"These plants love this [wet and warmer] weather, since they're dormant in winter and it's all about root growth," she said.
The 25-degree weather more common in winter is tougher to deal with, Sharp said, although the recent unseasonable temperatures do have a drawback.
"We farmers would like it to be a little colder for controlling the insect population," which could be higher in spring as a result, she said.
Dave Liker, a transplanted Californian who co-owns and operates Gorman Farm with his wife, Lydia, said demand for fresh produce in Maryland is the No. 1 reason he became convinced that operating an organic farm in the Mid-Atlantic region presented a great opportunity.
Accustomed in his previous life in Santa Barbara to a year-round growing season with near-flawless conditions, he has discovered as he heads into his fifth season on the East Coast that winter is just as busy as summer.
"Sure, you can wear sweatpants and keep your PJs on a little longer in the morning, but there's a lot to do," he said, later ticking off an offseason to-do list: maintaining equipment, hiring seasonal labor, recalibrating expenses, analyzing last year's books.
"Winter, in a nutshell, involves making crucial management decisions [for the coming summer] out of context."
Liker, 37, says he enjoys attending events like Meet Our Local Farmers to get his operation's name out there.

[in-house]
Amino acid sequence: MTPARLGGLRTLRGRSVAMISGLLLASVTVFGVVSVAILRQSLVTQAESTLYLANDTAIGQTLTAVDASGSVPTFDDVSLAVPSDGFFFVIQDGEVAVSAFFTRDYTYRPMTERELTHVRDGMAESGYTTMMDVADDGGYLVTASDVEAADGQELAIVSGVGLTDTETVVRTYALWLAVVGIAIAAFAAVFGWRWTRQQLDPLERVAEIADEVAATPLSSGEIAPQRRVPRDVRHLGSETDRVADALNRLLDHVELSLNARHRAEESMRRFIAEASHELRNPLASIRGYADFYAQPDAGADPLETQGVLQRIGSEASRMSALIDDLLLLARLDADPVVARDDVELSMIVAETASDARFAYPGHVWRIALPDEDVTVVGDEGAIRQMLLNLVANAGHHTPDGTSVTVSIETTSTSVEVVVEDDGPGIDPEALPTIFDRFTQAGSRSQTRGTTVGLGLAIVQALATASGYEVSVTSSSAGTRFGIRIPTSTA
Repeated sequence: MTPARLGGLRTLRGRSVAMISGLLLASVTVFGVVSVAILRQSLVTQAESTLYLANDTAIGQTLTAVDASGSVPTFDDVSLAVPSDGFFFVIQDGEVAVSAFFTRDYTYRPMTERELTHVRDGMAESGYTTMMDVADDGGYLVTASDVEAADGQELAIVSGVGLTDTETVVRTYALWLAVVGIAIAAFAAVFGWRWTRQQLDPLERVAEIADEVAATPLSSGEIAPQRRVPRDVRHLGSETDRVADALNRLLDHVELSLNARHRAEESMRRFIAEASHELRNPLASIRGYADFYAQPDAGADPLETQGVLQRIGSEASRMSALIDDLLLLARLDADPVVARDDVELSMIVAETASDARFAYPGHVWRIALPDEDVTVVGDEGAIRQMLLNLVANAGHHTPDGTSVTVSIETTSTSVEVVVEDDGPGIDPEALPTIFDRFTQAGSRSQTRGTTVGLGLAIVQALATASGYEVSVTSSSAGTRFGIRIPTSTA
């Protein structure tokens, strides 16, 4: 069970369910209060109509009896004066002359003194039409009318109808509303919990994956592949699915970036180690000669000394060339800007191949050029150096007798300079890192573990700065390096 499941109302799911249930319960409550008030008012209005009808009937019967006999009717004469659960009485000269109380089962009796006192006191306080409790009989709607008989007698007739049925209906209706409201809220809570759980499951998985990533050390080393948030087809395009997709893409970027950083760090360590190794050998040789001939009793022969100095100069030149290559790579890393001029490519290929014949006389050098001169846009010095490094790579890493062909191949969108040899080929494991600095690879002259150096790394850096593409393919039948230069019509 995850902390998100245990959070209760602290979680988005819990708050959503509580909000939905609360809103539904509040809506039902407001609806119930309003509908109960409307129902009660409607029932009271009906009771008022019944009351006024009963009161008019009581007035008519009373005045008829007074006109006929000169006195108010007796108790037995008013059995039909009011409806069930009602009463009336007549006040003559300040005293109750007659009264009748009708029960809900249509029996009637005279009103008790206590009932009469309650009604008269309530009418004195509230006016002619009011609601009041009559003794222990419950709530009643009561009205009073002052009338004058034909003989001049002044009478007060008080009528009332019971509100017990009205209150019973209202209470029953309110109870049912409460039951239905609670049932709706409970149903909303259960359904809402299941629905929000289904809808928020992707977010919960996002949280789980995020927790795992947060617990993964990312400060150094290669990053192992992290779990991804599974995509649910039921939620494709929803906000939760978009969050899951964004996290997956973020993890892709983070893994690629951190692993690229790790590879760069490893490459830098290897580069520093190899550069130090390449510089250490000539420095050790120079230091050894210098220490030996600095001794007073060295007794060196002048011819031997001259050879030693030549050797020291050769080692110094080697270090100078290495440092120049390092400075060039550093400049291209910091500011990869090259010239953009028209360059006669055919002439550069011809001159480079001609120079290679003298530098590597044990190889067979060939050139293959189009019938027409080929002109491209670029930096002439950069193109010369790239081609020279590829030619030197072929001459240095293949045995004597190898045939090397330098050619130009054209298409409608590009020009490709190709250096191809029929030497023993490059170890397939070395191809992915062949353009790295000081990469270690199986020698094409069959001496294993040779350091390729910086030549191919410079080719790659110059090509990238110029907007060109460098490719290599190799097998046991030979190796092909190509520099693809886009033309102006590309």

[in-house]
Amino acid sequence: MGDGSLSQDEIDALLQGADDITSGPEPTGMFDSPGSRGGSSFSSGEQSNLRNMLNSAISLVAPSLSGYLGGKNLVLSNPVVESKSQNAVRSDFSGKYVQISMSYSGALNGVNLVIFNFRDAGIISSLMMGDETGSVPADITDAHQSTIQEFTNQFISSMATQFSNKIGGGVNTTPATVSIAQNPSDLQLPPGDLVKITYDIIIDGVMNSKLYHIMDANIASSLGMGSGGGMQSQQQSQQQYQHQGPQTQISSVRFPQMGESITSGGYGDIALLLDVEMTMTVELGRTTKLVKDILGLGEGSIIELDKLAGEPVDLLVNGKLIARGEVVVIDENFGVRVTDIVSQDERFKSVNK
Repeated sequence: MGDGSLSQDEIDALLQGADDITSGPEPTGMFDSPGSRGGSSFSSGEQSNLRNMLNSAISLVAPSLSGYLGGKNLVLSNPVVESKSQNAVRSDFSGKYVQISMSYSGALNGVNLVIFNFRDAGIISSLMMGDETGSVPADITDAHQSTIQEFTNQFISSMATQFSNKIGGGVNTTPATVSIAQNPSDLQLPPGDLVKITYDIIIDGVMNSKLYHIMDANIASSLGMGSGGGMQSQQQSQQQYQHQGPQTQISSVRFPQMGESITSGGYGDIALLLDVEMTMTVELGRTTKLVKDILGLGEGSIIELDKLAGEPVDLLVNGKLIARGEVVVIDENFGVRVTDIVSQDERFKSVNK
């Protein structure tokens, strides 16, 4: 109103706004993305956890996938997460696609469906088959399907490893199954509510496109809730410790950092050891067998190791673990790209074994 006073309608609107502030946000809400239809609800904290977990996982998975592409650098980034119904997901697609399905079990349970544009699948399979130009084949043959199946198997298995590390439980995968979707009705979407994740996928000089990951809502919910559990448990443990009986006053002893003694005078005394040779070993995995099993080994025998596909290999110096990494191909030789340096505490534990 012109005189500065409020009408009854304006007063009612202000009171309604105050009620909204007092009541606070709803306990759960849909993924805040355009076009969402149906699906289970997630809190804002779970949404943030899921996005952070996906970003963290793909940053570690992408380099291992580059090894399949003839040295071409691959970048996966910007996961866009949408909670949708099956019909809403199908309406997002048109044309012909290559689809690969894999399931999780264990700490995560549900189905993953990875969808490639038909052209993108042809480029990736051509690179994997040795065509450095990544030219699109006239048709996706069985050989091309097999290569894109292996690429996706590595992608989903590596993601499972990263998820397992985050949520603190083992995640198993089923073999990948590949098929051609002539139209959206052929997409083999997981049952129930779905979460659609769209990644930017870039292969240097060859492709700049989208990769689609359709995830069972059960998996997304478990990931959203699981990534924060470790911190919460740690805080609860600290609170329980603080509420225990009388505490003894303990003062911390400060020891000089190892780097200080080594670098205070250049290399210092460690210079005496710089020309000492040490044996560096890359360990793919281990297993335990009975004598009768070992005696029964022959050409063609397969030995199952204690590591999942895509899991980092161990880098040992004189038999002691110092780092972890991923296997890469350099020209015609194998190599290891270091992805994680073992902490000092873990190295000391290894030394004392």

"We are still doing our best to get our feet on the ground and trying to find our niche in the community," he said. "We have a wonderful location; now we need that sweet spot."
Martha Anne Clark, owner of Clark's Elioak Farm, said county residents' interest in locally grown food is nearly insatiable.
"It's amazing how much our customers are interested in learning about the foods they buy," she said.
"And I believe we have an obligation to teach as we sell."
With 70 people now working plots in the conservancy's community garden, which opened four years ago, Boyd knows firsthand that a common interest in growing and eating local foods exists in the county.
"Sharing gardening ideas with each other truly builds a community," she said.
The Howard County Conservancy will host Meet Our Local Farmers, beginning at 2 p.m. today at the organization's headquarters, 10520 Old Frederick Road, Woodstock. The event is free. Call 410-465-8877.